17. I remember the P-Farm very well. I played baseball in the Southeast National Little League and our baseball fields were right across Sims bayou from the P-Farm. There was wooden bridge at the back of the fields which crossed over to the P-Farm. I used to walk down to that bridge to watch the alligator gars and the various type turtles and snakes down in the bayou. This 1882 article from the 1882 Galveston Daily News explains a lot about the original "poor farm" operation. The four acres mentioned had originally belonged to the Brashear family. There is still a Brashear street along Washington avenue: Houston, October 21, 1882 -- To the Honorable Commissioners' Court of Harris county: The undersigned committee appointed by the court to select a site for a county poor-house, work-farm and hospital, and to purchase the same, have a report that they have performed that duty. Quite a number of locations were offered to the committee around and near the city. A personal inspection of the different places was made by the committee, the examination being for the most part made during the rainy weather of September. Opportunity was thus afforded to note the facilities for natural as well as artificial drainage. After a careful examination of all the locations submitted, and a compararison of the places, taking into consideration the cost of improvements, etc, the committeee were of the opinion that the offer of Drs. Stuart, Larendon, and Boyles was the best price and adaptability of the place to the purposes for which it is to be used being considered. This offer embraced four acres and improvements. lately occupied by them for a hospital, and thirty-three acres, lying adjacent thereto and on White Oak bayou, owned by Dr. T.J. Boyles, together with all personal property thereon. The price stated was $9000. Accordingly, on the fifth day of September last, a contract of purchase and sale was consummated, and persuant to this agreement, possession of the property was delivered on the first instant by terms of the agreement of purchase. The contract existing between the county and Drs. Stuart, Larendon, and Boyles was abrogated from and after Octorber 1. Upon taking possession, and inventory of al household effects, furniture, farming implements, stock and other personal property was taken, and is herewith submitted. As will be seen, each item of this property is appraised and the total value is estimated to be $288.80., the original cost being considerably more. The improvements consist of the main building and wing two stories in height, containing twenty-one rooms, besides halls and galleries, a two-story building in the rear of this, about eighty feet in length used for sick wards. Besides these there are two or three small buildings adjacent and a stable and buggy house. THis tract as well as the other, is fenced and in cultivation. There is a good windmill on the place, cisterns, well, etc., and the buildings are supplied with water from the waterworks and connected with the telephone system of the city. The place is located just outside the city limits and is within 200 yards of the Glenwood street car line. On the farm place there is a house containing four rooms, a large barn, a hothouse some thirty feet in length, a cistern, a large elevated iron tank in the field, having a capacity of 610 cubic feet. By means of the windmill this can be supplied with water from the bayou for purposes of irrigation. By building a short dam, a fish pond of about three acres in area and from five to twenty feet in depth can be had on this place. On the farm is a supply of stock and farming implements sufficient for present needs, including a wagon and a large lot of drainage pipe, etc. Some alterations and repairs of the infirmary buildings to hole county convicts sent there, so that the labor may be utilized at once. Some county convicts have already been sent to the farm and ar working satisfactorily. The services of Dr. T.J. Boyles as house surgeon, have been secured until the first day of Janurary next, and an arrangement made by him with the committee giving him the right to use part of the building for the care of his private hospital patients until that time. Beginning with the first of October, the employes of Drs. Stuart, Larendon, and Boyles were continued in their respective positions in the employ of the county until further notice, with the same salaries as heretofore. A competent and experienced market gardener, to supervise the farm work, has been employed. You committee would suggest that if the necessary machinery was purchased, the cost of which would not be great, and cloth, hosiery,etc, necessary for the inmates, and no doubt more could be made and the labor of the female inmates thereby utilized. Pursuant to instructions from the committee, the county clerk has notified all indigent persons now drawing a stipend from the county treasury, that arrangements for their care at the poor-house having been made, such stipends would be discontinued after the present month. It was deemed best to give a month's notice in anticipation of this action of the court, so that no inconvenience should be occasioned them by the sudden stoppage of the allowances. The attention of the court is directed to this matter, as these stipends now amount in the aggregate to $300. Copies of the contract of purchase, etc, are in the hands of the committee, subject to the inspection of the court. C. Anson Jones, County Judge; Frank S. Burke, County Commissioner, Committee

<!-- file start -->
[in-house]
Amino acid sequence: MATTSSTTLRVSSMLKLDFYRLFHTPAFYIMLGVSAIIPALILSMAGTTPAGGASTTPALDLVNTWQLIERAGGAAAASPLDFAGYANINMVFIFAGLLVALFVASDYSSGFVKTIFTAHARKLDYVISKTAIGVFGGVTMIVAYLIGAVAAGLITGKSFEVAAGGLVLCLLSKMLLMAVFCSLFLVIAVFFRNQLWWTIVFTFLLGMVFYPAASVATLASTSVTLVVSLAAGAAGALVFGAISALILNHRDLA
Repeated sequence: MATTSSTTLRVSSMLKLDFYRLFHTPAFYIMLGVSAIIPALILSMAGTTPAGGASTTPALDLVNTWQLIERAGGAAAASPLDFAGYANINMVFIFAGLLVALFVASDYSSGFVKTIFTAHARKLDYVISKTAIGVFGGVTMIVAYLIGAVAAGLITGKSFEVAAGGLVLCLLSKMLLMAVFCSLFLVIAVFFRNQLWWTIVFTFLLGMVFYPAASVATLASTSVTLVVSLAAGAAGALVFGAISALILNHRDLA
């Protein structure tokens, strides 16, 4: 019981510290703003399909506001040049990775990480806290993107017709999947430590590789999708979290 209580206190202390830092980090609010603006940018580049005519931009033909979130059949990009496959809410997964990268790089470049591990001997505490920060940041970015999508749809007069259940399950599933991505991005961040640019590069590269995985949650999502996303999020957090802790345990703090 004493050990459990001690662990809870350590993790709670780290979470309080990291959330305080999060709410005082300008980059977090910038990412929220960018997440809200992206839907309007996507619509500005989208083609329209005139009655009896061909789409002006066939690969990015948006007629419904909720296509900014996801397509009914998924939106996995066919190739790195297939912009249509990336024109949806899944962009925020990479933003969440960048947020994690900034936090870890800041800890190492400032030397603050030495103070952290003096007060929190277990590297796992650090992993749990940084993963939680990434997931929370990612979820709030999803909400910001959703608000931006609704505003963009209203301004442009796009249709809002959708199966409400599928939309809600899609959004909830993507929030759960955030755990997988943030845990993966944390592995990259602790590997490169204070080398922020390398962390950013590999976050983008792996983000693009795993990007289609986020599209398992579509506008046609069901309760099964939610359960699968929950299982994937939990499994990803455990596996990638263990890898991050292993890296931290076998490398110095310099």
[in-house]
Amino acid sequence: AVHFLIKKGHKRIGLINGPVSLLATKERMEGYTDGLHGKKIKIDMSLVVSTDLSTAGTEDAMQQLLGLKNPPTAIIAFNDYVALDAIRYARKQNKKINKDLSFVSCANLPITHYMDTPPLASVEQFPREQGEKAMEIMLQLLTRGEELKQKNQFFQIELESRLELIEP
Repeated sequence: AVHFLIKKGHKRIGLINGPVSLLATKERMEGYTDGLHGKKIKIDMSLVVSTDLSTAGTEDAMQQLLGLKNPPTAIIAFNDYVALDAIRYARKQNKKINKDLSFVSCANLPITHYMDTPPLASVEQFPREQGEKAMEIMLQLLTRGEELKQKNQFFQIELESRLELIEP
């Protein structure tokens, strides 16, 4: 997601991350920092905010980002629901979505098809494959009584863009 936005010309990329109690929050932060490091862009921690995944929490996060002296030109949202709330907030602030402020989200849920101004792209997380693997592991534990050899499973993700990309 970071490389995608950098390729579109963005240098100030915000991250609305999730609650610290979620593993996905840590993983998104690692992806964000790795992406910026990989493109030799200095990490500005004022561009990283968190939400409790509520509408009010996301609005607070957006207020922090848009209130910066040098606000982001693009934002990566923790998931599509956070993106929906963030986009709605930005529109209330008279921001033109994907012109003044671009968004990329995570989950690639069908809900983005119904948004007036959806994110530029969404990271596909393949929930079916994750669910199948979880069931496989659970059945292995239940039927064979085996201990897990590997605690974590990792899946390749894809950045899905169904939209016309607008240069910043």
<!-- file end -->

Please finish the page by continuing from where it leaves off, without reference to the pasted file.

18. The original "poor farm" for Houston was across from Glenwood Cemetery.